Kids (4-12)

5 Ways Moms Over-Share Information

I knew I was busted when my wise-cracking 8-year-old said something funny, and when I laughed, she immediately turned serious and said, “Mom, please don’t put that on Facebook.” She went on to tell me that when my grown-up friends read her quips in my status and mentioned them to her, she felt embarrassed. I was guilty of over sharing information about my private life.

We know you like to talk, and we know that sometimes you need to vent or share a laugh with your girlfriends. But your family also has a right to expect some privacy, so there are lines you just shouldn’t cross. Check out these five types of over-sharing and see if you’re guilty of airing out your family’s dirty laundry too much.

1. The “Posts Everything to Facebook” Mom

Facebook is great for staying connected to friends and family. But just because you can share everything about your day at the speed of light online doesn’t mean you should. Before you share that funny thing your child said, ask permission. Sure, it may sound like overkill, but better safe than sorry. Ditto for photos.

2. The “Too Much Information” Mom

You talk about everything that goes on with your kids—play-by-play of that nasty stomach bug, their stages of puberty, their fears and failings—to just about anyone who will listen. Not only does it violate your child’s need for a safe confidante, it probably wears out your listeners as well. Just because you’re living the stage of life where dirty diapers are the rule doesn’t mean that all of your acquaintances want to live it—in excruciating detail—with you. A little discretion can protect your family and relieve your acquaintances, too.

3. The “Boasting” Mom

If your kid scores a goal in the soccer game or gets an A on a chemistry test, you find ways to make sure everyone knows. Social media has been a great enabler of this type of mom (see #1). And while you’ve probably convinced yourself that this is just what positive, supportive parents do, you may be embarrassing your child and making other parents want to run when they see you coming. Tell your child when you’re proud of his achievements—not the world. Leave it to others like the teacher or the coach to celebrate your child publicly. That way, he still gets a moment in the sun, and you’re saved from looking completely obnoxious.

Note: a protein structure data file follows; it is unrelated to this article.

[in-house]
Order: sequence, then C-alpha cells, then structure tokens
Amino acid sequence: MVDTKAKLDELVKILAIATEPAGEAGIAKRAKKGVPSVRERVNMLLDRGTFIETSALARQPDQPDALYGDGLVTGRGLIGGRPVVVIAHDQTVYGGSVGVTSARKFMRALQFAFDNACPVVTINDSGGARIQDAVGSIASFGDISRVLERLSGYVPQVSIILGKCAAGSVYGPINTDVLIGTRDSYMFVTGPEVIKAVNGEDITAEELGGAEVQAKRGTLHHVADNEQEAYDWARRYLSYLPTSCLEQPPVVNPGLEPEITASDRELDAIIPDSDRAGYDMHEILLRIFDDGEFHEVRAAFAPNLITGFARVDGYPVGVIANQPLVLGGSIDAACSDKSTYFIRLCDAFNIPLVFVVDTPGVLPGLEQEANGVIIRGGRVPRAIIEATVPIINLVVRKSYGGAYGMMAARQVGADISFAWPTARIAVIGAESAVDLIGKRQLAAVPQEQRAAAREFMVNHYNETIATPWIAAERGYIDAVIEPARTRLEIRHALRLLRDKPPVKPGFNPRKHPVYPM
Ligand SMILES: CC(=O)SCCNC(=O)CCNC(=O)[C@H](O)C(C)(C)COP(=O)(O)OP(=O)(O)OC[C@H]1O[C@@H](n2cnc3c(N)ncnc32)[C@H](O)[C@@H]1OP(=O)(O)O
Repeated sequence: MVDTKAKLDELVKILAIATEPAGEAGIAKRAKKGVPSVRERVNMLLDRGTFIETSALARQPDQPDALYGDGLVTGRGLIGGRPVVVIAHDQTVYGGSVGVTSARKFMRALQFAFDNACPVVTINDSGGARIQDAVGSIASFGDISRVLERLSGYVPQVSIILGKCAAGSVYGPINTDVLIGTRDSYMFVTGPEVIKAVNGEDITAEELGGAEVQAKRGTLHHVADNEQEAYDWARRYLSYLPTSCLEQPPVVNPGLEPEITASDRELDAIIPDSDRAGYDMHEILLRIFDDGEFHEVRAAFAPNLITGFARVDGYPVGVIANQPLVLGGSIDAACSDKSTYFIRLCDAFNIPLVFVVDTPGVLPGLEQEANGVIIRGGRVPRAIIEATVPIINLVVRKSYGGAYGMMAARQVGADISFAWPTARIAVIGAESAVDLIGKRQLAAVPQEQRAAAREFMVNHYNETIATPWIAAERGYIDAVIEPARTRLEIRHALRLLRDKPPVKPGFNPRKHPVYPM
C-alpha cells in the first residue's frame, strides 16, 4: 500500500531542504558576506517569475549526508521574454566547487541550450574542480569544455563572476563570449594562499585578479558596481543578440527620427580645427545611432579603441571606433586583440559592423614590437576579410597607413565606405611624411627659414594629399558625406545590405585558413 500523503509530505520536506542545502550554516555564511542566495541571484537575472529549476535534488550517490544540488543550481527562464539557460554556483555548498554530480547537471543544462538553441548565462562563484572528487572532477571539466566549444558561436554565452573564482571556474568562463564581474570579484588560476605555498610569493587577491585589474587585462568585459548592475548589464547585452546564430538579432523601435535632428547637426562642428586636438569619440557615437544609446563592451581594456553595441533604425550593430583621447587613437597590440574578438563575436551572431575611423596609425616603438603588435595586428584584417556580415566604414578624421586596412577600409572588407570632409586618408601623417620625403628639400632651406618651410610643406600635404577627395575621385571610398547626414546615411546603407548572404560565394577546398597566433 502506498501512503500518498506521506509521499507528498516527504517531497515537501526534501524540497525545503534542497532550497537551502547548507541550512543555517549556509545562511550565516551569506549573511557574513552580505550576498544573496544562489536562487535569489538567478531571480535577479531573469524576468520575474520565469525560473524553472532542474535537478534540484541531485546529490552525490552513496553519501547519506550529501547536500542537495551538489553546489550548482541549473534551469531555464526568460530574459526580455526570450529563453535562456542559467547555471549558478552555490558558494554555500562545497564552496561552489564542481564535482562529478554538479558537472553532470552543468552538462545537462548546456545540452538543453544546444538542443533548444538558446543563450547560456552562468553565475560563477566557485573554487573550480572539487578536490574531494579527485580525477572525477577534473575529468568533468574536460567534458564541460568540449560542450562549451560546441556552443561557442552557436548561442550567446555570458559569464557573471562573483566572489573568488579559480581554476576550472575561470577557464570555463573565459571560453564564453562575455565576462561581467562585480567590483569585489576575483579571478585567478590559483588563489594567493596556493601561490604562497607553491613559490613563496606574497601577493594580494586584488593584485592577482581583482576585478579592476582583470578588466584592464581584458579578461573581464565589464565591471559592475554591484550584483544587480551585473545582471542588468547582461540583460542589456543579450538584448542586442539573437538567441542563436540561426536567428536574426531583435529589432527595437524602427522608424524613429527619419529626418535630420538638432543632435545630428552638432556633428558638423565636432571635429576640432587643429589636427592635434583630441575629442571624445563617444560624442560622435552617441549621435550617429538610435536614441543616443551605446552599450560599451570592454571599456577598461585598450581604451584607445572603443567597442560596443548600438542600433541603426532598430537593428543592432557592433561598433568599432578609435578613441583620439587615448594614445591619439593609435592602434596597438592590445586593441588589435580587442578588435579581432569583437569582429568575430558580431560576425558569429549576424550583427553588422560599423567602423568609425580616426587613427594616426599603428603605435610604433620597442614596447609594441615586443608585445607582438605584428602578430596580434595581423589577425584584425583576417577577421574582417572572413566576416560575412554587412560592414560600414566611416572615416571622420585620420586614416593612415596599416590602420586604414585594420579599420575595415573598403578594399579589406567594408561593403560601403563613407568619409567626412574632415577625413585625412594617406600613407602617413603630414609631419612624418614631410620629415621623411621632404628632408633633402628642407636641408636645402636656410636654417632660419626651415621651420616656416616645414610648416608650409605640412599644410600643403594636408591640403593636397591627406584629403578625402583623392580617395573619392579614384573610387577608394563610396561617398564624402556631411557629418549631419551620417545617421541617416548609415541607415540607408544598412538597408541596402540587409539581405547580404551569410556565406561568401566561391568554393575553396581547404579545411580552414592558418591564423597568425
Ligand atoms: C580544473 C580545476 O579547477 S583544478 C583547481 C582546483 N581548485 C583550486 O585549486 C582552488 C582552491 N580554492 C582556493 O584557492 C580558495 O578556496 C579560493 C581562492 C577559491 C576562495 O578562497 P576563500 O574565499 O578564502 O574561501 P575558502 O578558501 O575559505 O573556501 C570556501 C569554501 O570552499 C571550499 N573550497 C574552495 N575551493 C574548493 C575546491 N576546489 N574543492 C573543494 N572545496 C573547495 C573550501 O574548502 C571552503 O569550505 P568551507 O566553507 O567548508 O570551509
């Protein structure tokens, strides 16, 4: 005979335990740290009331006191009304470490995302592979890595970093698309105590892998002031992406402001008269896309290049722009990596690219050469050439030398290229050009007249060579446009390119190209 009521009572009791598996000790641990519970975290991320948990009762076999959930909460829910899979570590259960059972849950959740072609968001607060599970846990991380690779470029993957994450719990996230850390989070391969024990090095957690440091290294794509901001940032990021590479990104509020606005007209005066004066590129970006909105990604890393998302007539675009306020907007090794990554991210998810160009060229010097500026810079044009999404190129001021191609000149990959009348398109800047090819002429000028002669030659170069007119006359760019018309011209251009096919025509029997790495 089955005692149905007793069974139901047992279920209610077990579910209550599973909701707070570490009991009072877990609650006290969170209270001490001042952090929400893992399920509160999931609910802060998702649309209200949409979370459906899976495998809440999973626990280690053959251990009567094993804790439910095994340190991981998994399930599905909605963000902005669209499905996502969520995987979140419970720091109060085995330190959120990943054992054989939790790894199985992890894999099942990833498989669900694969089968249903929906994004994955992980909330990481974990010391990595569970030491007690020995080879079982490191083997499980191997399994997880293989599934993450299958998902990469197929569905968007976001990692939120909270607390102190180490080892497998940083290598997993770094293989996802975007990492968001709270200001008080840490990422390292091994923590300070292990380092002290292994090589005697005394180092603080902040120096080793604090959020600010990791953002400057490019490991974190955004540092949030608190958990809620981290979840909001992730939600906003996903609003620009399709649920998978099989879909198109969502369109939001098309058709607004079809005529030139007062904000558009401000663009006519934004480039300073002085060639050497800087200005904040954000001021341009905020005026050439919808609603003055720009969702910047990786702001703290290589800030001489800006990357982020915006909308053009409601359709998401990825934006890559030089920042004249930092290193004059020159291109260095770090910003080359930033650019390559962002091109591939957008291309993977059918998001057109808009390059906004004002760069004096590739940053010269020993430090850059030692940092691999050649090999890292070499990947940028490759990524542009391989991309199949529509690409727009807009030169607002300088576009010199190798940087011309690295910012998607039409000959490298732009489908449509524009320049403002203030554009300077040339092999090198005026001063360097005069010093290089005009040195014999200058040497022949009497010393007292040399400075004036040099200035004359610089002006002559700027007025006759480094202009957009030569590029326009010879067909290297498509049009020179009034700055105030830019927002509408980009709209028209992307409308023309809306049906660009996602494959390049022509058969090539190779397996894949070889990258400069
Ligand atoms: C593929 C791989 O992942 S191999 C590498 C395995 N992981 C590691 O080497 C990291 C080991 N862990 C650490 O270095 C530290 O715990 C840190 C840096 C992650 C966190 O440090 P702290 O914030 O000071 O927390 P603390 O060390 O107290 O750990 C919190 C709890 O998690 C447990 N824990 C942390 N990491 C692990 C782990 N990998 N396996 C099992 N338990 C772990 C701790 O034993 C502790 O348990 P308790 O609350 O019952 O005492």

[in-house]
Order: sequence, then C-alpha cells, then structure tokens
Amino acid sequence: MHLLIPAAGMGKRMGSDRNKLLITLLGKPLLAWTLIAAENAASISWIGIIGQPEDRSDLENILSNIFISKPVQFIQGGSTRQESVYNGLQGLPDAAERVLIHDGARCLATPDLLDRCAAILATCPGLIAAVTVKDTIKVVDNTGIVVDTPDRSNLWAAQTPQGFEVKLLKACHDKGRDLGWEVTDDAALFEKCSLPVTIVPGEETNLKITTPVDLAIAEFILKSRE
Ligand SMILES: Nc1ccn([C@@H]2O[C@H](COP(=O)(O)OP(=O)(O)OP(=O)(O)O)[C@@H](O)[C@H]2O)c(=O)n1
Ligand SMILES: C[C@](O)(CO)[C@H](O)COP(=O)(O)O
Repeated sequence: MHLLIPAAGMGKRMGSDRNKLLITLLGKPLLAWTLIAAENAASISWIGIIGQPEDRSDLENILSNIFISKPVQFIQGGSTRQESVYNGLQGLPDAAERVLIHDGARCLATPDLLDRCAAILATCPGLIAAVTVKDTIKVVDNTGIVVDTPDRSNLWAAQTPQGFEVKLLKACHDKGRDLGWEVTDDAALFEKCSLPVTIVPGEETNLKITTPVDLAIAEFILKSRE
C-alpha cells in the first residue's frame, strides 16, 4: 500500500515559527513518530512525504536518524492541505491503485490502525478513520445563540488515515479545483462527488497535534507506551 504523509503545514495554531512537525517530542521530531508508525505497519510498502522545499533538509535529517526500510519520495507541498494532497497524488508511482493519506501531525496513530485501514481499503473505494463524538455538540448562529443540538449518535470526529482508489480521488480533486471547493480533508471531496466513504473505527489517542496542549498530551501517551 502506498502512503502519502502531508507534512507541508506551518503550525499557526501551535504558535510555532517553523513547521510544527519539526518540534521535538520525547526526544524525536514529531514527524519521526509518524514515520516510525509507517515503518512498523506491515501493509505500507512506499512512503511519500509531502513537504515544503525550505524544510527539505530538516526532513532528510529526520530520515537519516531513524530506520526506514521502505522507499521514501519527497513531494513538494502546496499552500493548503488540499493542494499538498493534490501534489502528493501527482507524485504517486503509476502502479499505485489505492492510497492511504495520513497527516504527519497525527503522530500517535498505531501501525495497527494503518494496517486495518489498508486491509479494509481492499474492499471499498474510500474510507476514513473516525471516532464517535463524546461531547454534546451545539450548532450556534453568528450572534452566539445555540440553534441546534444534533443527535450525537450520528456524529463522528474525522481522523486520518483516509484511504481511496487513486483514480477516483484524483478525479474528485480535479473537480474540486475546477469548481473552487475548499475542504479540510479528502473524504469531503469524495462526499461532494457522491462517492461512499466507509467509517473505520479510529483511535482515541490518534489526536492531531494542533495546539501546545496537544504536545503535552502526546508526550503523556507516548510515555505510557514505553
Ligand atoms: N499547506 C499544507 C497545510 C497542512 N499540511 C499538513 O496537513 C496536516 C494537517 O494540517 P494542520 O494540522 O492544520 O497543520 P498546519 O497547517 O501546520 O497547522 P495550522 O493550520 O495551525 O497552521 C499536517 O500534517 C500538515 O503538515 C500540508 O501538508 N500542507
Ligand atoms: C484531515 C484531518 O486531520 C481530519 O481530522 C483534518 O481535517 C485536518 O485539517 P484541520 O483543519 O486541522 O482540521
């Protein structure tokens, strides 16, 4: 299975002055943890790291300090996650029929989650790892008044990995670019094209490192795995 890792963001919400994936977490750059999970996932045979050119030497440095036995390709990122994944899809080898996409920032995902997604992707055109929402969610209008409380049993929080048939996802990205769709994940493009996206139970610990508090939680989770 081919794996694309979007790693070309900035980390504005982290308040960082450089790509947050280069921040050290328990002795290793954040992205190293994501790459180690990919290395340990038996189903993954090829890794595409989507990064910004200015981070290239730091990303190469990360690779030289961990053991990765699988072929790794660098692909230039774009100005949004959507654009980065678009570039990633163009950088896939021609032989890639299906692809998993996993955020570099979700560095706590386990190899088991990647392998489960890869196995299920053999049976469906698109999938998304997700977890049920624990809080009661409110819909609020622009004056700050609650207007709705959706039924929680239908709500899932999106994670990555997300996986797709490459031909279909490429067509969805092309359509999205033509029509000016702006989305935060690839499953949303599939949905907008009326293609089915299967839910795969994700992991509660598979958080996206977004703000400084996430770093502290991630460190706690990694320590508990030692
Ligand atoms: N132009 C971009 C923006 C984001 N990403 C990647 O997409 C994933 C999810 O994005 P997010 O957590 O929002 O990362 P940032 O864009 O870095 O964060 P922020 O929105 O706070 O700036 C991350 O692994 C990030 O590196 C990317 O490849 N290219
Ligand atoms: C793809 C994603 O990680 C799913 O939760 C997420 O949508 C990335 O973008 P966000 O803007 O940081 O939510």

4. The “Girls’ Night Out” Mom

You see time with your girlfriends as a license to dump out all the goings-on in your home so that you can compare notes and commiserate. And while some sharing among girlfriends can be helpful and not hurtful, be careful. There are some things that you shouldn’t share at all, and some things that aren’t appropriate to share with a group. If you need advice about a sticky parenting or marriage issue, choose one trusted, wise friend to talk with in confidence.

5. The “Too-Much, Too-Soon” Mom

Sometimes, your over-sharing is within the home. You know that it’s your responsibility to teach your children about the birds and the bees, and you’re prepared to hurry so that the world doesn’t beat you to the punch. But slow down. Your kid likely wants to enjoy the ignorant bliss of childhood for a time, and may not be ready for all the (potentially horrifying) information about what mom and dad do when they’re alone. Instead, concentrate on filtering the messages about sex that your child is exposed to through the media and other sources so that they don’t need information so soon. When your child does want to know “how things work,” take it slow, and give them just enough info to meet their need, and not so much that you freak them out.

Related Resource: Technology: 5 Ways to be a Good Onlin Example

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